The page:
It is now in my later twenties that I find myself opening my eyes to adventure and there are a couple of people that have inspired me; Charley Boorman and Ewan McGregor from “Long Way Round”, Adam Riemann with his War and Darkhorse stories amongst many others, Chris Birch showing the potential of the latest adventure bikes, Jamie from MotoGeo and his wild adventure ideas, our good friend Dave Cilliers preaching how any bike can be an adventure bike and lastly the originals, Mondo Enduro.
We all have a bit of mondo inside of us, I mean the riders who make up the Mondo Enduro team had no sponsors, no backup vehicles, no modern equipment and most of the time they had no idea where the heck they were going. Sound familiar? This didn’t stop them from riding 71,000 km together, so why should anything stop you from getting an adventure bike and going on a small breakaway adventure trip?
This is the mentality I’ve inherited, one of seeking new adventures, which means I make just about any excuse to ride and luckily we as ZA Bikers have good relationships with local motorcycle importers that feel the same way. With another itch to explore, Husqvarna SA rolled out a Norden Expedition 901 out of their stable for some weekend shenanigans.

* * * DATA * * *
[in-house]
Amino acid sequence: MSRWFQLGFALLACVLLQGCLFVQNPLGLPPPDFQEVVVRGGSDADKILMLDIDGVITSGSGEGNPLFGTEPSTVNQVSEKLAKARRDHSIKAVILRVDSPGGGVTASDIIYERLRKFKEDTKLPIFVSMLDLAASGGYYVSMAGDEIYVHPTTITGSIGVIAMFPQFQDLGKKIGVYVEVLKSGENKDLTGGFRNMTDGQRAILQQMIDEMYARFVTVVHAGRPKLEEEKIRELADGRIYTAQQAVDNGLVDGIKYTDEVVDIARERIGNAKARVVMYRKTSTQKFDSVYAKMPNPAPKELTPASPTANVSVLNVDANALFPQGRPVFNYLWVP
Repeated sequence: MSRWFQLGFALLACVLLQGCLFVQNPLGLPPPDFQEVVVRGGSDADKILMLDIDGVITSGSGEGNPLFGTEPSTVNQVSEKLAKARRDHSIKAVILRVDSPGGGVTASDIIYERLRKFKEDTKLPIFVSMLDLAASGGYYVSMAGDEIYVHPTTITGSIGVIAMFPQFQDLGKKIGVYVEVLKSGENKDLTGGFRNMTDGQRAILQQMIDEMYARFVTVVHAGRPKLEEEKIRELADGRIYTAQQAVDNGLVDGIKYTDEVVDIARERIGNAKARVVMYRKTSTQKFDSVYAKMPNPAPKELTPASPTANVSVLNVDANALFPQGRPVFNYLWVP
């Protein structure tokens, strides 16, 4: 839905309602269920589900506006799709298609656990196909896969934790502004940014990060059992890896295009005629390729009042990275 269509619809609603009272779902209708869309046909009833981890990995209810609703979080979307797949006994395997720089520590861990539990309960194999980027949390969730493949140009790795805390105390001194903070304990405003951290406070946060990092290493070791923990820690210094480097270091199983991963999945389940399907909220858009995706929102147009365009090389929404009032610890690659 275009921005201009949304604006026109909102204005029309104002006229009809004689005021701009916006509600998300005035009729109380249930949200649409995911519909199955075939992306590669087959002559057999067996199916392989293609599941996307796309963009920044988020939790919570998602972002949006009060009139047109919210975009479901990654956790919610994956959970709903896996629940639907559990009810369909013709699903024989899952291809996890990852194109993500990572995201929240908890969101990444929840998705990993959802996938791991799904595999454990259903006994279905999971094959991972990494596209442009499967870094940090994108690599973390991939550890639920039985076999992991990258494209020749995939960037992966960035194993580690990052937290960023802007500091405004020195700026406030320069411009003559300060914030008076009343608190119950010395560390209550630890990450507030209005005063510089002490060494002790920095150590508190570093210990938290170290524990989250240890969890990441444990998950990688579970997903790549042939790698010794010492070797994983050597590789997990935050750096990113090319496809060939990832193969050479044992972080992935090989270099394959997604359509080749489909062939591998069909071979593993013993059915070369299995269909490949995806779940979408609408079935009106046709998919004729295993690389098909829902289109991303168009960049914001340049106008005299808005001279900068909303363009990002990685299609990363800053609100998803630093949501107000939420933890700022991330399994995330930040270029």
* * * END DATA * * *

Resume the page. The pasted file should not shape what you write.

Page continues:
Why choose the “Expedition” for the adventure? Well, if the name doesn’t already suggest it, I’ll try to explain…
For the short weekend away the hunt was on for a simple loop or zigzag around the stunning Magaliesburg before setting up camp and then doing it all over again the next day. We all know that Husqvarna is the sister company to KTM and therefore the birth of the Norden is thanks to the 790 and now 890 Adventure project. The best way to describe the Norden 901 Expedition is to just imagine KTM’s 890 Adventure and Adventure R having a blue-eyed baby. The Expedition version of the Norden 901 is made up of the best parts of both these bikes, with the gem being the awesome LC8 889 cc parallel twin making an exciting 105 hp and 100 Nm.